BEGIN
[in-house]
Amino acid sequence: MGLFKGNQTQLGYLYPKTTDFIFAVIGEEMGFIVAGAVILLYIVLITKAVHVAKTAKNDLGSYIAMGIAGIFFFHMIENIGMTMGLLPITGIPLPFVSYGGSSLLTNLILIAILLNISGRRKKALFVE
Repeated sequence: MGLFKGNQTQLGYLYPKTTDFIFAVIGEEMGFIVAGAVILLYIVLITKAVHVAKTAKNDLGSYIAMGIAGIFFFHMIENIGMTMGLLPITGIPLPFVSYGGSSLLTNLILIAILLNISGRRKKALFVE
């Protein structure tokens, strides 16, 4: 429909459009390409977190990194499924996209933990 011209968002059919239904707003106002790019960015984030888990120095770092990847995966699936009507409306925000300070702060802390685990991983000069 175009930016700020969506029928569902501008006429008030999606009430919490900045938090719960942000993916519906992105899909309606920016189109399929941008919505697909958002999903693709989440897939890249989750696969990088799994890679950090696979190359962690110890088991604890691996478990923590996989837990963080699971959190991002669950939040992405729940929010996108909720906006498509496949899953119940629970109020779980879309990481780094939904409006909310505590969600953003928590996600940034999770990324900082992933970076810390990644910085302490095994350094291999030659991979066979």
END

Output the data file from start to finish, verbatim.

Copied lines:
[in-house]
Amino acid sequence: MGLFKGNQTQLGYLYPKTTDFIFAVIGEEMGFIVAGAVILLYIVLITKAVHVAKTAKNDLGSYIAMGIAGIFFFHMIENIGMTMGLLPITGIPLPFVSYGGSSLLTNLILIAILLNISGRRKKALFVE
Repeated sequence: MGLFKGNQTQLGYLYPKTTDFIFAVIGEEMGFIVAGAVILLYIVLITKAVHVAKTAKNDLGSYIAMGIAGIFFFHMIENIGMTMGLLPITGIPLPFVSYGGSSLLTNLILIAILLNISGRRKKALFVE
């Protein structure tokens, strides 16, 4: 429909459009390409977190990194499924996209933990 011209968002059919239904707003106002790019960015984030888990120095770092990847995966699936009507409306925000300070702060802390685990991983000069 175009930016700020969506029928569902501008006429008030999606009430919490900045938090719960942000993916519906992105899909309606920016189109399929941008919505697909958002999903693709989440897939890249989750696969990088799994890679950090696979190359962690110890088991604890691996478990923590996989837990963080699971959190991002669950939040992405729940929010996108909720906006498509496949899953119940629970109020779980879309990481780094939904409006909310505590969600953003928590996600940034999770990324900082992933970076810390990644910085302490095994350094291999030659991979066979």